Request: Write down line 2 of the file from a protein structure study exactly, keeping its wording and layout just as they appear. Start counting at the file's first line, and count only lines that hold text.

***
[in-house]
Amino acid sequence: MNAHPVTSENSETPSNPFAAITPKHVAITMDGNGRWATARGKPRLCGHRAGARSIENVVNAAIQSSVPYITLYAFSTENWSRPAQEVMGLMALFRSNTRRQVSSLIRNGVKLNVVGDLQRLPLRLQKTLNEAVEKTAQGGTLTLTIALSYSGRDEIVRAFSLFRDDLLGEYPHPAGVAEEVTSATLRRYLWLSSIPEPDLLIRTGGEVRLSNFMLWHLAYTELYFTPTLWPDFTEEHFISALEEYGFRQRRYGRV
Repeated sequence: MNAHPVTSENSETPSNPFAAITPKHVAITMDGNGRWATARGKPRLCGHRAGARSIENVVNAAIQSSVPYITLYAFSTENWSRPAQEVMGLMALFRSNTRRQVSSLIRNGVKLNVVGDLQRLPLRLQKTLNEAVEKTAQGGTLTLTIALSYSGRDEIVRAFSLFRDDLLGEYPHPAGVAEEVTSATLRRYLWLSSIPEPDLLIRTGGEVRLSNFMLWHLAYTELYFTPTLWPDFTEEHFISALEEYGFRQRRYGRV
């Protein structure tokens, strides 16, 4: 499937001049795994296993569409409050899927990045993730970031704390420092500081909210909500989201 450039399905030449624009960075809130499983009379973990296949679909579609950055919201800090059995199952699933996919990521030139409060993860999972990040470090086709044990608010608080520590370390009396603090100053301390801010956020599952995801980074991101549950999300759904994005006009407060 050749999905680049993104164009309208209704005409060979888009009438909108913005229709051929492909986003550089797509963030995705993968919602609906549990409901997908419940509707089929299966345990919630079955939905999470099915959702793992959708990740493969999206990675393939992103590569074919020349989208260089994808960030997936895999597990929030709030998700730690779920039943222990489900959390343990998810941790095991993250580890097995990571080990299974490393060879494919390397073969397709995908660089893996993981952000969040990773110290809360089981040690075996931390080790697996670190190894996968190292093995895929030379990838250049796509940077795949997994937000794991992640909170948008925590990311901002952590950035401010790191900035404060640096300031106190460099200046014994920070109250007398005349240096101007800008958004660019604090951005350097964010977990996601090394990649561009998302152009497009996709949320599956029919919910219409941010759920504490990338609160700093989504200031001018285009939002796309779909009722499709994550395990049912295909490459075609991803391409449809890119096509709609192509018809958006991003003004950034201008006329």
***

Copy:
Amino acid sequence: MNAHPVTSENSETPSNPFAAITPKHVAITMDGNGRWATARGKPRLCGHRAGARSIENVVNAAIQSSVPYITLYAFSTENWSRPAQEVMGLMALFRSNTRRQVSSLIRNGVKLNVVGDLQRLPLRLQKTLNEAVEKTAQGGTLTLTIALSYSGRDEIVRAFSLFRDDLLGEYPHPAGVAEEVTSATLRRYLWLSSIPEPDLLIRTGGEVRLSNFMLWHLAYTELYFTPTLWPDFTEEHFISALEEYGFRQRRYGRV